Watching the candidates spar at last week’s presidential debate in Denver, a casual observer could be forgiven for thinking that the upcoming election amounts to little more than a referendum on the state of the economy.
As moderator Jim Lehrer passively observed, President Barack Obama and former Massachusetts Gov. Mitt Romney exchanged barbs on taxes, unemployment, energy policy, financial regulation, health reform, and the 2009 stimulus package. With the unemployment rate improving but still uncomfortably high at 7.8 percent, it’s unsurprising that the two contenders concentrated primarily on the question of who is best equipped to revive the nation’s economic fortunes. In a NBC News-Wall Street Journal survey conducted late last month, the economy ranked first on voters’ list of concerns, with 46 percent saying it would be the most important factor in determining their votes. But crucial as the economy will prove in determining the race’s outcome, the debate’s lack of focus on vital social issues was mystifying, in light of the significant impact the next administration will have in that area.
To be sure, many voters motivated by divisive questions like abortion, same-sex marriage, and gun control are fierce partisans who decided long ago whom they’d be voting for. With Obama and Romney competing for the remaining sliver of undecided voters, it’s to be expected that issues that motivate primary electorates won’t receive much attention in the general election campaign. What undecided voters may not realize, however, is just how significant an impact the outcome on November 6 is likely to have on hot-button social issues.
Eager to move on from a primary campaign featuring an anti-vaccine conspiracy theorist, an ethically-challenged former House Speaker, a former U.S. Senator with a penchant for sweater vests and a habit of linking homosexuality with bestiality, and a former pizza guy—all of whom groveled to prove to the GOP base just how right-wing they truly were—Romney has sought to tamp down talk of abortion and gay rights. Perhaps he figures that if he doesn’t harp on these issues in the general election campaign, independent voters who were out of the loop during the primaries will assume he still holds the same liberal positions on those issues that he did while a candidate for office in Massachusetts. Whenever he or his surrogates are asked about, say, the concerns of women voters, Romney responds that he’ll win women over by talking about the one thing they care about most: the economy.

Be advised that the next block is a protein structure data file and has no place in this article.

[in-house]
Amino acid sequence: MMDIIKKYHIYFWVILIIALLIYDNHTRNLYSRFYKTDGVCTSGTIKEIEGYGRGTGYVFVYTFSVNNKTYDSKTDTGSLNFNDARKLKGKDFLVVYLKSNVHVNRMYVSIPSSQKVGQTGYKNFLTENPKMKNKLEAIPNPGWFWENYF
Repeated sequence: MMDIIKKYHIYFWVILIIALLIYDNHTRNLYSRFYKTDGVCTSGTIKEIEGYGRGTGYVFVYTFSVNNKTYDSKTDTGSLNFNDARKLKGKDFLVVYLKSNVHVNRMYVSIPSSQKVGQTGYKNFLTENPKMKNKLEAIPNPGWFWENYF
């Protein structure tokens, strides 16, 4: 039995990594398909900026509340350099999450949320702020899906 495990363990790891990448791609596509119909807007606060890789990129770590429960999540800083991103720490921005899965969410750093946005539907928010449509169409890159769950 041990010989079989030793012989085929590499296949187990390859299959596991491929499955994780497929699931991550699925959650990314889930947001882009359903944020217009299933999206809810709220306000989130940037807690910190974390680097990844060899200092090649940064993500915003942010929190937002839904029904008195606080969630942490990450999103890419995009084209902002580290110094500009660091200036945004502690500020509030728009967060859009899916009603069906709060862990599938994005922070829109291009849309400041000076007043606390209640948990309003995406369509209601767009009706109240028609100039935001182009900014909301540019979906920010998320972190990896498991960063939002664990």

The lengths to which Romney and his supporters will go to skirt discussions of controversial social questions is nothing short of remarkable. After Rep. Todd Akin, the GOP nominee for the U.S. Senate from Missouri, asserted that female victims of “legitimate rape” don’t get pregnant—and, therefore, that there’s no need for an abortion ban to include a rape exception—Romney’s campaign aides instructed reporters not to ask the candidate any questions about Akin or abortion. In a student debate last week sponsored by the University’s Institute of Politics, the College Republicans’ Eric Wessan, speaking in favor of the Romney candidacy, dismissed a question about same-sex marriage. “We shouldn’t even address such issues,” Wessan contended, “when we’re in the midst of the Great Recession.” It seemed clear that Wessan felt uncomfortable defending a political party whose stance on marriage equality is at odds with the vast majority of young voters—including many self-described conservative Republicans—but his argument is especially pernicious. It suggests that the extension of equal rights to minority groups should be contingent on the state of the national economy. Even worse, Wessan pretends that if Romney prevails next month, he’ll focus laser-intensively on the economy, doing little or nothing to affect the rights of millions of LGBT Americans.
Assume for a moment that, contrary to most observers’ expectations, Romney ascends to the White House on January 20, 2013. As president, he’ll likely have the opportunity to appoint multiple justices to the United States Supreme Court, which this term is expected to consider cases challenging the Defense of Marriage Act and California’s Proposition 8, and which has a slim five-to-four majority in favor of abortion rights. A Romney administration could only move the Supreme Court further to the right. Clinton appointees Ruth Bader Ginsburg, 79—who recently underwent treatment for pancreatic cancer—and Stephen Breyer, 74, are among the likeliest justices to leave the high court in the coming years. Another potential retirement is that of Anthony Kennedy, 76, a moderate conservative appointed by Reagan who provided the decisive vote in the 1992 case Planned Parenthood v. Casey, which affirmed the court’s ruling in Roe v. Wade. Given the tremendous pressure he will face from his party’s conservative base, it’s impossible to conceive of Romney replacing any of these justices with anyone other than a down-the-line social conservative. Hopes for federal recognition of same-sex marriage in the near future could well be dashed, and the Roe decision could easily be overturned.
Committed conservative activists understand what’s at stake for social issues in the impending election. Try as Romney and his fellow Republicans might to divert voters’ attention from the fact, a Romney administration would wield significant sway over whether women enjoy reproductive rights and whether LGBT Americans have full legal equality. Those questions are also on the ballot this year.
Luke Brinker is a graduate student in the MAPSS program.